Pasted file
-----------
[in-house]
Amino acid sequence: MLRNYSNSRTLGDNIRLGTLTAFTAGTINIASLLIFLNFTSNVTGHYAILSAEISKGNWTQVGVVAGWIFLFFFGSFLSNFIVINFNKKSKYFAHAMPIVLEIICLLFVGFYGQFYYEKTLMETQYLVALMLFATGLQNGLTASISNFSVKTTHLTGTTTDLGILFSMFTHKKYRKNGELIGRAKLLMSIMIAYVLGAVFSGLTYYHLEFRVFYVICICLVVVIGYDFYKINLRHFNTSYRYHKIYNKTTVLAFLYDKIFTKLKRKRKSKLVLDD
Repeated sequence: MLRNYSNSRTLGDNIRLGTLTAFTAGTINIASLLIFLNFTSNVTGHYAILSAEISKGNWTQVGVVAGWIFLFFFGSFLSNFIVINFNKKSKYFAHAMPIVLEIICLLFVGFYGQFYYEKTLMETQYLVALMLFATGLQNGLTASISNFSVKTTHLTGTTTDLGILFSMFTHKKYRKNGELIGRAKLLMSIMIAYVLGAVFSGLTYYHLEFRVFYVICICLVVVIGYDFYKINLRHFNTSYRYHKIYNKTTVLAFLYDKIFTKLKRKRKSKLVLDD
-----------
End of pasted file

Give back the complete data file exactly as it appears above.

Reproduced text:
[in-house]
Amino acid sequence: MLRNYSNSRTLGDNIRLGTLTAFTAGTINIASLLIFLNFTSNVTGHYAILSAEISKGNWTQVGVVAGWIFLFFFGSFLSNFIVINFNKKSKYFAHAMPIVLEIICLLFVGFYGQFYYEKTLMETQYLVALMLFATGLQNGLTASISNFSVKTTHLTGTTTDLGILFSMFTHKKYRKNGELIGRAKLLMSIMIAYVLGAVFSGLTYYHLEFRVFYVICICLVVVIGYDFYKINLRHFNTSYRYHKIYNKTTVLAFLYDKIFTKLKRKRKSKLVLDD
Repeated sequence: MLRNYSNSRTLGDNIRLGTLTAFTAGTINIASLLIFLNFTSNVTGHYAILSAEISKGNWTQVGVVAGWIFLFFFGSFLSNFIVINFNKKSKYFAHAMPIVLEIICLLFVGFYGQFYYEKTLMETQYLVALMLFATGLQNGLTASISNFSVKTTHLTGTTTDLGILFSMFTHKKYRKNGELIGRAKLLMSIMIAYVLGAVFSGLTYYHLEFRVFYVICICLVVVIGYDFYKINLRHFNTSYRYHKIYNKTTVLAFLYDKIFTKLKRKRKSKLVLDD